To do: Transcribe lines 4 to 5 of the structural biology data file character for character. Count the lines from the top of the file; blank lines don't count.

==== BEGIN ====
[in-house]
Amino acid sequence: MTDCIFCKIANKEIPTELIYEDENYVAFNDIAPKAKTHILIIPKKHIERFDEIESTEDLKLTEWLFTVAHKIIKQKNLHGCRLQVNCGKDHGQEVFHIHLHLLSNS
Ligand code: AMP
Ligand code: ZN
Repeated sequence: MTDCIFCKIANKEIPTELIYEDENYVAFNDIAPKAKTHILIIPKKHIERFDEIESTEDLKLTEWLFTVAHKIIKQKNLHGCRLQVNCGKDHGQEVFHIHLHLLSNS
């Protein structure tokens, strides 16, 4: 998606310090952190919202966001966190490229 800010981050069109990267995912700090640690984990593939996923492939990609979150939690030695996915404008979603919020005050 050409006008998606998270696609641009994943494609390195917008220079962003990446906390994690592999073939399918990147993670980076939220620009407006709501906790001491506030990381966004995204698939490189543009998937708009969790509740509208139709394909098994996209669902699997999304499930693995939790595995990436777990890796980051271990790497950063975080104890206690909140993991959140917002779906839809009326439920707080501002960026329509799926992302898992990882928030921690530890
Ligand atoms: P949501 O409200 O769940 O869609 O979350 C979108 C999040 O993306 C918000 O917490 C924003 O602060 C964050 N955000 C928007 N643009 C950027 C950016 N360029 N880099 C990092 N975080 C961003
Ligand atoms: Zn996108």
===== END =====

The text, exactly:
Ligand code: ZN
Repeated sequence: MTDCIFCKIANKEIPTELIYEDENYVAFNDIAPKAKTHILIIPKKHIERFDEIESTEDLKLTEWLFTVAHKIIKQKNLHGCRLQVNCGKDHGQEVFHIHLHLLSNS